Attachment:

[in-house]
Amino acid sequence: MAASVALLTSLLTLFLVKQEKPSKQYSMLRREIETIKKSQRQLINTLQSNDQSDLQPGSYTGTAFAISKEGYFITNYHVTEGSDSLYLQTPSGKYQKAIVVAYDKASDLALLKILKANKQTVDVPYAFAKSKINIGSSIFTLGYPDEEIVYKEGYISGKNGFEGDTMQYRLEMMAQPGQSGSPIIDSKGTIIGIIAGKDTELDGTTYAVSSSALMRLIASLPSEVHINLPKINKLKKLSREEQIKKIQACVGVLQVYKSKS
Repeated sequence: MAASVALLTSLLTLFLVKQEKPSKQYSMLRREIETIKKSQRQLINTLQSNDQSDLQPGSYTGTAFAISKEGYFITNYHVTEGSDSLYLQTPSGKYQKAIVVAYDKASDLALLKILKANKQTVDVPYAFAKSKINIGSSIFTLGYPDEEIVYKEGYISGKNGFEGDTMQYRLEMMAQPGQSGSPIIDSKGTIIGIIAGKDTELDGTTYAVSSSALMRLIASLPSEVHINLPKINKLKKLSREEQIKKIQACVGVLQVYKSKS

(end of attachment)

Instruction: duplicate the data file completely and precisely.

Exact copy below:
[in-house]
Amino acid sequence: MAASVALLTSLLTLFLVKQEKPSKQYSMLRREIETIKKSQRQLINTLQSNDQSDLQPGSYTGTAFAISKEGYFITNYHVTEGSDSLYLQTPSGKYQKAIVVAYDKASDLALLKILKANKQTVDVPYAFAKSKINIGSSIFTLGYPDEEIVYKEGYISGKNGFEGDTMQYRLEMMAQPGQSGSPIIDSKGTIIGIIAGKDTELDGTTYAVSSSALMRLIASLPSEVHINLPKINKLKKLSREEQIKKIQACVGVLQVYKSKS
Repeated sequence: MAASVALLTSLLTLFLVKQEKPSKQYSMLRREIETIKKSQRQLINTLQSNDQSDLQPGSYTGTAFAISKEGYFITNYHVTEGSDSLYLQTPSGKYQKAIVVAYDKASDLALLKILKANKQTVDVPYAFAKSKINIGSSIFTLGYPDEEIVYKEGYISGKNGFEGDTMQYRLEMMAQPGQSGSPIIDSKGTIIGIIAGKDTELDGTTYAVSSSALMRLIASLPSEVHINLPKINKLKKLSREEQIKKIQACVGVLQVYKSKS